1. covering said body member with an inner protective sleeve comprising an air permeable fabric; and

2. wrapping said body member with an orthopedic casting material comprising a fabric made from a fiber having an initial modulus of elasticity greater than 8×106 pounds per square inch, said fabric having a thickness between 0.020 and 0.045 inch and a mesh size of 20 to 200 openings per square inch and a reactive fluid polyisocyanate prepolymer resin impregnated in said fabric which has been wetted with water to harden said resin after said wrapping is completed.



Description:

The present invention pertains to the application of orthopedic casts, and in the preferred embodiment, to the application of orthopedic casts formed of moisture-curing plastic material.

Orthopedic casts for use in the treatment of bone fractures or other conditions requiring immobilization of a body member are generally formed from a strip of fabric or scrim material impregnated with a substance which hardens into a rigid structure after the strip has been wrapped around the body member. The hardening substance traditionally used is plaster-of-paris. Plaster-of-paris casts, however, have a number of attendant disadvantages including a low strength-to-weight ratio resulting in a finished cast which is very heavy and bulky. Plaster-of-paris casts breakdown in water thus making bathing or showering difficult. Also, plaster-of-paris casts are not air-permeable and do not allow for evaporation of moisture from the skin beneath the cast. This may lead to skin irritation or infection. These disadvantages, as well as many others, have stimulated the search for other hardening substances having improved properties over plaster-of-paris.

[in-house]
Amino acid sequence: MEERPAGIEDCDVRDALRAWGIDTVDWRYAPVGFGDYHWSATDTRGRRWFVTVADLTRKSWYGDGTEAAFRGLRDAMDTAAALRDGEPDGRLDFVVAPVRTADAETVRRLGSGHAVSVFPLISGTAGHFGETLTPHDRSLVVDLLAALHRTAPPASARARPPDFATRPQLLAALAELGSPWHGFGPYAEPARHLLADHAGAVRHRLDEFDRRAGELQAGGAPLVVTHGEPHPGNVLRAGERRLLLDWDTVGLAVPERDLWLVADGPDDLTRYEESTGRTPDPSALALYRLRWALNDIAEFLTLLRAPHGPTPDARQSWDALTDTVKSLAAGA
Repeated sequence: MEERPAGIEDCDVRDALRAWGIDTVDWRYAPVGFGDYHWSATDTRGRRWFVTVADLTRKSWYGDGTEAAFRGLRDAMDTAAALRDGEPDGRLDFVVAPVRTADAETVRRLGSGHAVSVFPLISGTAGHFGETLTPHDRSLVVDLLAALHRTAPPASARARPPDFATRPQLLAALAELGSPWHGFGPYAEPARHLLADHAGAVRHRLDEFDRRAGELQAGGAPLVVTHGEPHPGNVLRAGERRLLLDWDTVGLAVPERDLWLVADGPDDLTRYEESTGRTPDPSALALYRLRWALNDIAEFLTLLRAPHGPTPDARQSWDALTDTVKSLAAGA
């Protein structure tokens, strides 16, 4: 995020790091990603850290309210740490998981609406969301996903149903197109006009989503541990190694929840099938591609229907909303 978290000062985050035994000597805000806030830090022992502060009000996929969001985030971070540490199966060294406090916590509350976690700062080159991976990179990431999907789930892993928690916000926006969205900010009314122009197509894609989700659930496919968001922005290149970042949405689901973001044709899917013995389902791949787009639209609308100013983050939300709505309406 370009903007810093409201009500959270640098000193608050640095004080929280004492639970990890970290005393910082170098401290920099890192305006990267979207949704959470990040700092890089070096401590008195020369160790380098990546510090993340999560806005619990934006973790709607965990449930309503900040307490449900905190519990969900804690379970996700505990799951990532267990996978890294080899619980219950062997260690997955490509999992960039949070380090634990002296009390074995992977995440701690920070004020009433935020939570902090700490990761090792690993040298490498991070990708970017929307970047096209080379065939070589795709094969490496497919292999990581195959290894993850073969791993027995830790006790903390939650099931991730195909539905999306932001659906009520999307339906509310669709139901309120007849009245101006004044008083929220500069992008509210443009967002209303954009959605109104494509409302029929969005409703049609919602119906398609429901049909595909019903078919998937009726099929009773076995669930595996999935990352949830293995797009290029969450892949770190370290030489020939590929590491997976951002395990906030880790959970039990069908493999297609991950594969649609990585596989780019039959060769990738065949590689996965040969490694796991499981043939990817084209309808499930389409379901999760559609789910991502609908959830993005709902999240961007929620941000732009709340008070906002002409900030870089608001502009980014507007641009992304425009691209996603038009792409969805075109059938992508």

Certain plastic and plastic-reinforced materials have gained wide attention as potential replacements for plaster-of-paris in orthopedic casts. Plastic casts are generally much lighter than plaster-of-paris, impervious to water and priovide excellent X-ray clarity. However, they have not gained broad acceptance among physicians and cast technicians due to their failure to meet certain performance requirements. A good plastic casting material must be safe to apply and non-irritating to the skin of the wearer. Thus, resins which give off toxic volatile materials or which expose the body to unsafe heat levels during application are unacceptable. A suitable resin must allow sufficient "working time" e.g., 8 to 10 minutes, in which the wrapping is accomplished and the cast is pressed into shape. After the cast is shaped, the resin should harden rapidly, e.g., in 15-30 minutes, into a rigid, high-strength, weight-bearing cast. In addition to the foregoing requirements, a good plastic casting material should provide good lamination between the fabric layers of the cast, be porous enough to allow evaporation of moisture from the skin, have good X-ray clarity, low flammability and a shelf life of at least nine months under room temperature storage conditions. A number of attempts have been made heretofore to provide a plastic casting material meeting the foregoing criteria.